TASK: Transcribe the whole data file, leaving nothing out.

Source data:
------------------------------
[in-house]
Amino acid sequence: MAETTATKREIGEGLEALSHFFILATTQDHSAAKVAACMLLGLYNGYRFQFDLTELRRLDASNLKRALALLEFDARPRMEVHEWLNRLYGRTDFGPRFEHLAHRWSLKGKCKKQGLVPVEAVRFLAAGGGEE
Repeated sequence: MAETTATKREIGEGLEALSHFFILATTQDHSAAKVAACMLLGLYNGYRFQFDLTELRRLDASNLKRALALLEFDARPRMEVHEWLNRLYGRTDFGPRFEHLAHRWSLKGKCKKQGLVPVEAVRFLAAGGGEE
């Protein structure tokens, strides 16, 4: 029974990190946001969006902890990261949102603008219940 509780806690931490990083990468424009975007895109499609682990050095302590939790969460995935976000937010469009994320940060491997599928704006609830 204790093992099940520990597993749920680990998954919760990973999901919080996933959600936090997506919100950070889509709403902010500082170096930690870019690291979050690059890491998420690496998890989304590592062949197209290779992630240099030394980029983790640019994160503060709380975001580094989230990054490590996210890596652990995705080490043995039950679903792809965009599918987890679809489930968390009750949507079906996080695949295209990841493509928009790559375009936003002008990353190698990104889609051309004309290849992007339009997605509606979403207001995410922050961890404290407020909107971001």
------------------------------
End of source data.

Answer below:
[in-house]
Amino acid sequence: MAETTATKREIGEGLEALSHFFILATTQDHSAAKVAACMLLGLYNGYRFQFDLTELRRLDASNLKRALALLEFDARPRMEVHEWLNRLYGRTDFGPRFEHLAHRWSLKGKCKKQGLVPVEAVRFLAAGGGEE
Repeated sequence: MAETTATKREIGEGLEALSHFFILATTQDHSAAKVAACMLLGLYNGYRFQFDLTELRRLDASNLKRALALLEFDARPRMEVHEWLNRLYGRTDFGPRFEHLAHRWSLKGKCKKQGLVPVEAVRFLAAGGGEE
């Protein structure tokens, strides 16, 4: 029974990190946001969006902890990261949102603008219940 509780806690931490990083990468424009975007895109499609682990050095302590939790969460995935976000937010469009994320940060491997599928704006609830 204790093992099940520990597993749920680990998954919760990973999901919080996933959600936090997506919100950070889509709403902010500082170096930690870019690291979050690059890491998420690496998890989304590592062949197209290779992630240099030394980029983790640019994160503060709380975001580094989230990054490590996210890596652990995705080490043995039950679903792809965009599918987890679809489930968390009750949507079906996080695949295209990841493509928009790559375009936003002008990353190698990104889609051309004309290849992007339009997605509606979403207001995410922050961890404290407020909107971001």